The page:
New basketball league Unrivaled lands star-studded investor lineup, aims to pay highest average salary in women's pro league sports

Napheesa Collier #24 of the Minnesota Lynx shoots a free throw during the game against the New York Liberty on May 25, 2024 at Target Center in Minneapolis, Minnesota. 

Jordan Johnson | National Basketball Association | Getty Images

A new women’s basketball league has attracted a star-studded roster of investors from the media and sports world at a time when ratings and general interest in the WNBA and other professional women’s leagues is rising.

Unrivaled, the pro women’s basketball league founded last year by New York Liberty’s Breanna Stewart and Minnesota Lynx’s Napheesa Collier of the WNBA, said Thursday that it had closed on a seed funding round ahead of its January launch.

Athletes will be given equity in the new league, and Unrivaled said it will also feature contract opportunities that will offer the highest average salary in women’s pro sports league history.

The lengthy list of investors include media executives such as former ESPN president John Skipper, ex-Turner president David Levy, and former Warner Bros. CEO Ann Sarnoff, as well athletes including NBA All-Star Carmelo Anthony and others who invested through the venture capital firm led by U.S women’s national soccer team captain Alex Morgan.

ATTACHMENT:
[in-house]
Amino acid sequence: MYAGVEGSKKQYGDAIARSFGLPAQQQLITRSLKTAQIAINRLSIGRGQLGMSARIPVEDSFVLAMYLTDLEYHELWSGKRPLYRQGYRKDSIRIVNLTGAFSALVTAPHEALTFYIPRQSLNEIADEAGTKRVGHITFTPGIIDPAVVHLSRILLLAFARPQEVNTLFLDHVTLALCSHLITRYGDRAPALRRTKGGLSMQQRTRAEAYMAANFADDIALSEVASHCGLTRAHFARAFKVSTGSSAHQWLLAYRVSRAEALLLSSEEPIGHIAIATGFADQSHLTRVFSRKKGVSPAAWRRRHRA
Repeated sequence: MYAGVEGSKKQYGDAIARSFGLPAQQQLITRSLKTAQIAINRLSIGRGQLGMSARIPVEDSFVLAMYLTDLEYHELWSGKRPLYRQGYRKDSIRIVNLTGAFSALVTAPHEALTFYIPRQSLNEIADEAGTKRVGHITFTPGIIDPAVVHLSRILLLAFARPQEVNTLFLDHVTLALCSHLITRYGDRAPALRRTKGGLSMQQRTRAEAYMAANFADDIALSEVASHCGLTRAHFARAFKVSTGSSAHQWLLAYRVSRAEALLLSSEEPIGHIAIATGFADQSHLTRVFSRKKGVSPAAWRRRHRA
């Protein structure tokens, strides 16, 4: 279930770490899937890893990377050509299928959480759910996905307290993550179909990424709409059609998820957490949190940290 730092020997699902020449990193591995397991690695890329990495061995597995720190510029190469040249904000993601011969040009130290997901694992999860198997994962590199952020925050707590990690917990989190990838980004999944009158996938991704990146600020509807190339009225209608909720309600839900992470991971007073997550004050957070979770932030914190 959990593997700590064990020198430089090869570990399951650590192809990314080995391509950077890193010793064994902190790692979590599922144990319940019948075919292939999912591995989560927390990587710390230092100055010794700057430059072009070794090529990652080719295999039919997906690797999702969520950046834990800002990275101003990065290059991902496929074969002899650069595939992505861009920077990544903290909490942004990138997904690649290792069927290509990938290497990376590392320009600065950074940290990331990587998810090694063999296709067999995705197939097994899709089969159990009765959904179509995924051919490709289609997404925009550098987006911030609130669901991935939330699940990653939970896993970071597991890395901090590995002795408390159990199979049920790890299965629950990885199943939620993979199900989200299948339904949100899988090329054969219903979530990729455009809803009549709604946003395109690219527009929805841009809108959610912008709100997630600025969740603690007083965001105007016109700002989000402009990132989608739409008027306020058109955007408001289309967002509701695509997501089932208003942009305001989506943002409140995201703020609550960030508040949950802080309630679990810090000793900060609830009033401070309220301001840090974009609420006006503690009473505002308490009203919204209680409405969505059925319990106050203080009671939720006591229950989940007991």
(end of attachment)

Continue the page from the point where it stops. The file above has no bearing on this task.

“I believe it’s a good investment … that David and I and the other group of investors have the chance to be on the ground floor of something that I think is going to be quite impactful,” said Skipper, who is also the co-founder of Meadowlark Media. “It’s a rare opportunity where we can create something … and don’t need to disrupt something else.”

The league — which will run in the months before the WNBA season and work in a new format — aims to offer athletes another option to play basketball in the U.S. during the offseason, as well as help boost salaries for pro women basketball players.

“It’s trying to fill a gap in the calendar for these players. It’s extending the runway of professional basketball,” said Alex Bazzell, Unrivaled president and Collier’s husband.

Stewart and Collier announced plans last year to form Unrivaled in response to the WNBA’s new prioritization rules as part of the 2020 collective bargaining agreement. Those rules require players to return from playing internationally by the start of training camp, which means they might lose out on lucrative overseas contracts. Many female athletes play in other countries when the WNBA season ends to boost their earnings potential.

“For a long time, going overseas was the only option that people had in their offseason, and so this is kind of changing the narrative around that and giving another option,” said Collier. “Overseas is a great option for some players, but it shouldn’t be the only thing you can do to make money and play basketball and get better.”